With India's strong ties with Silicon Valley and its maturing tech and startup ecosystem, outside investments in Indian companies are becoming increasingly common. However, the Indian economic and legal regime has some unique characteristics. Here are a few things you should consider before investing:
Foreign Direct Investment – Industries/Sectors and Limits
Are you investing/operating in a sector where foreign investment is permitted?
India is an economy with exchange controls, meaning any transaction involving foreign investment into India or outbound investment outside of India is regulated. At present, foreign investment into India is permitted via the Automatic Route (i.e., without prior approval from the Reserve Bank of India (RBI)) in most industries or sectors. However certain sectors remain totally prohibited (atomic energy, the lottery business, real estate, gambling, tobacco). Others have restrictions such as a cap on the amount of investment (e.g.: insurance, financial services, print media, telecom) or local sourcing requirements (e.g.: e-commerce, retail).
Which country does the investment originate from?
In April 2020, the RBI imposed further restrictions on investments originating in certain countries that share a land border with India, i.e. Pakistan, Nepal, Bangladesh and, importantly, China. Where the beneficial owner of any investment is situated in, or a citizen of, any such country, prior approval of the government is required for such investment. As of the time of this writing, there is significant uncertainty around how this new rule will be applied in practice and further clarifications from the government are expected.
One additional consequence of the exchange control environment in India is the pricing guidelines. In secondary transactions involving one foreign investor and one domestic Indian counterparty, certain fair value requirements are applicable, which favor the Indian counterparty. For example, a purchase of shares by a foreign investor from a domestic Indian counterparty needs to be at a price above a statutory fair value. And, conversely, a sale of shares by a foreign investor to a domestic Indian counterparty must not be above the statutory fair value. The fair value will need to be computed and certified by a chartered accountant or a registered merchant banker. Similarly, there are restrictions on deferred consideration, earnouts and indemnification escrows (including the escrow period).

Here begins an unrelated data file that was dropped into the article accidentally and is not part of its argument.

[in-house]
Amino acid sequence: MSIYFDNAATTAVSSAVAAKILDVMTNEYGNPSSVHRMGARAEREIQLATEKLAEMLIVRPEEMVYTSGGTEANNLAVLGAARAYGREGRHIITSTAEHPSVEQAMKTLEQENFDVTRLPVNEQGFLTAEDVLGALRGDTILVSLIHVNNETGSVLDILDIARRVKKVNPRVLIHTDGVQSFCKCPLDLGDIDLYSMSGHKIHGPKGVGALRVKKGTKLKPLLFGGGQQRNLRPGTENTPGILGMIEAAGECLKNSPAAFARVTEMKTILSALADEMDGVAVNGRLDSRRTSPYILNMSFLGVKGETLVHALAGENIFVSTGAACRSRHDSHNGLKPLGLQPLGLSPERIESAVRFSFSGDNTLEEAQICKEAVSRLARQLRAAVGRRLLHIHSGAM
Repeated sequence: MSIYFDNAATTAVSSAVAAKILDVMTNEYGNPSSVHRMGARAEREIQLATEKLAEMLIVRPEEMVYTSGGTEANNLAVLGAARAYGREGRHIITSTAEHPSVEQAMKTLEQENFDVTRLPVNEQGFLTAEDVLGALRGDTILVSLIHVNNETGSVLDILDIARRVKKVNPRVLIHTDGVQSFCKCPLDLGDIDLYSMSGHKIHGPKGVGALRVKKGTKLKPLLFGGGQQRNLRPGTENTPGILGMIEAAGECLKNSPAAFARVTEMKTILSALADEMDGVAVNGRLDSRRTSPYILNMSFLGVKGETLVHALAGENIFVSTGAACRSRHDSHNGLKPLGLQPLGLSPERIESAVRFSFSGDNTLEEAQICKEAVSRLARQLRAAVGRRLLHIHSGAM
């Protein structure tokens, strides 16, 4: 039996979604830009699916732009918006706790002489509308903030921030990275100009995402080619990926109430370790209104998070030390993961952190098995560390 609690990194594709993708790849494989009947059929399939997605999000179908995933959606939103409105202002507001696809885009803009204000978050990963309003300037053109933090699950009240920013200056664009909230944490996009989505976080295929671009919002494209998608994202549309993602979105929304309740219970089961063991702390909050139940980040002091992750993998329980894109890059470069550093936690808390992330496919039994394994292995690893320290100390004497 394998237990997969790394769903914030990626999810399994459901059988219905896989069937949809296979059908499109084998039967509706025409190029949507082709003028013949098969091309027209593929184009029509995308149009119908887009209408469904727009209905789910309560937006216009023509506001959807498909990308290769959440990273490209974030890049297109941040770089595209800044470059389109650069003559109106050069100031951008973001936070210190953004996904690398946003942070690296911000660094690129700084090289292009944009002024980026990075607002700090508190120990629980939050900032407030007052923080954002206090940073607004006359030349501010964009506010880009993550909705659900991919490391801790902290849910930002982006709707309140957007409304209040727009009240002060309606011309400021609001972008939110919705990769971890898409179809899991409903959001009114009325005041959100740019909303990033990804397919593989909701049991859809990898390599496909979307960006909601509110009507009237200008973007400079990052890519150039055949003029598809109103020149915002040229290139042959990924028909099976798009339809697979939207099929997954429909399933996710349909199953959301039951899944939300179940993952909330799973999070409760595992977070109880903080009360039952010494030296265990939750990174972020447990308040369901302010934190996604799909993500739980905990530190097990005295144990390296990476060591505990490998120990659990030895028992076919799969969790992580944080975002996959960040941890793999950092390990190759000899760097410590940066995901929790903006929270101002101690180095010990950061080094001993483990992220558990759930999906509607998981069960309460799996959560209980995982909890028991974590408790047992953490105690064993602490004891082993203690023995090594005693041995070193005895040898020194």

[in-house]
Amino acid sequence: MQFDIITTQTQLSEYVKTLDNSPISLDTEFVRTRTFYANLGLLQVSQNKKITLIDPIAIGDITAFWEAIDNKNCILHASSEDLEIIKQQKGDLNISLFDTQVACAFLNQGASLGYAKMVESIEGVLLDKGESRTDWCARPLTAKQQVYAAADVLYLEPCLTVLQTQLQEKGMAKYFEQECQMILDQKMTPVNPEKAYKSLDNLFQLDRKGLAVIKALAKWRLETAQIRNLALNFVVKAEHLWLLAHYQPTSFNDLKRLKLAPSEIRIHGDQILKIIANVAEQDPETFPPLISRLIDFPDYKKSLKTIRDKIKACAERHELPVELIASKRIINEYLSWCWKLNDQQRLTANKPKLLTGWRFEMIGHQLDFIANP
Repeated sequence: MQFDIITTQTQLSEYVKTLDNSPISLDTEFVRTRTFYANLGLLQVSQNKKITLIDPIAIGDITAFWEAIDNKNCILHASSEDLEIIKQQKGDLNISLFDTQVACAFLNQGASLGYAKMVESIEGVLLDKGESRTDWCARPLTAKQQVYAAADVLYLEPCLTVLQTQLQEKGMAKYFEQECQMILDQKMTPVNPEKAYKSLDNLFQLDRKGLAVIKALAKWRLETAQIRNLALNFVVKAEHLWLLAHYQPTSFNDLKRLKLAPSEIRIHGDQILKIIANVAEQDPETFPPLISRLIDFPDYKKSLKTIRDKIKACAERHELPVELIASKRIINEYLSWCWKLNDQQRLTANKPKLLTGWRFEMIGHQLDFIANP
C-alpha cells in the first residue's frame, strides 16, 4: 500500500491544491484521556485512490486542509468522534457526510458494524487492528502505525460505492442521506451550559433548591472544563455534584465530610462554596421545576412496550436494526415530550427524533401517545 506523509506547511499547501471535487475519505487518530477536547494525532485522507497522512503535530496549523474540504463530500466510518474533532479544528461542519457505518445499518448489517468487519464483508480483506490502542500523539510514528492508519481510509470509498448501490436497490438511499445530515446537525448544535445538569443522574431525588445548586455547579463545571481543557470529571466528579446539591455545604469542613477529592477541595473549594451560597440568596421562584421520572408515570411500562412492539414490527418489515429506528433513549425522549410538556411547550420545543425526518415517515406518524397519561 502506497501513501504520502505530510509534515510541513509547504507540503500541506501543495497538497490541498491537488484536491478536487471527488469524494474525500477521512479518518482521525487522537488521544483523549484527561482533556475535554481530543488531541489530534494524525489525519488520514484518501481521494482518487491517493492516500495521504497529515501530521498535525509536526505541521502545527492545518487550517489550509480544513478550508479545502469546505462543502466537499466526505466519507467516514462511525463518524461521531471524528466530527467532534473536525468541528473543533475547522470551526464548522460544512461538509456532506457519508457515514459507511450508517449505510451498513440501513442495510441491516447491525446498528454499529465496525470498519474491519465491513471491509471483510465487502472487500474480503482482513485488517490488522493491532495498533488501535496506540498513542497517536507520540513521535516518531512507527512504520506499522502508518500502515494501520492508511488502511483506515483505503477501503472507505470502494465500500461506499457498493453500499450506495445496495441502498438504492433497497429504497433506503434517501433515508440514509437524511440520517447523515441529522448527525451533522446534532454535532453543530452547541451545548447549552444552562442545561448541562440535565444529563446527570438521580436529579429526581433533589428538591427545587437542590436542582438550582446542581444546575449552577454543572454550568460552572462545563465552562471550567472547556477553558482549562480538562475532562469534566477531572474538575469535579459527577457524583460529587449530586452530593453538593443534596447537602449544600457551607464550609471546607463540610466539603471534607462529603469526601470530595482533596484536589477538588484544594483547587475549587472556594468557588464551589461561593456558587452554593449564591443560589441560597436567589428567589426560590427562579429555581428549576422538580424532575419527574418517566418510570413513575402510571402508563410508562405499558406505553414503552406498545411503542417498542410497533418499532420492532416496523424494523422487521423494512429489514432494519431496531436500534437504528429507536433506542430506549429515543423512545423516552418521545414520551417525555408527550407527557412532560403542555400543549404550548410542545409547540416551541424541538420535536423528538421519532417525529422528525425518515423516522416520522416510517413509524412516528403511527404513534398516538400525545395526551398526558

Are you going to be a director on the board of an Indian company?
There is no requirement to be resident in India to be a director. However, all directors need to obtain a Director Identification Number (DIN) from the Ministry of Corporate Affairs and will be subject to fiduciary duties, whether they reside in India or elsewhere. Directors of Indian companies are subject to a duty of care and duty of loyalty (similar to Delaware corporations), and additional statutory liabilities attach to specified conduct, which can come with harsh penalties for the individual director responsible for such conduct. This article provides additional detail on the liabilities of directors of Indian companies.
Who owns the IP?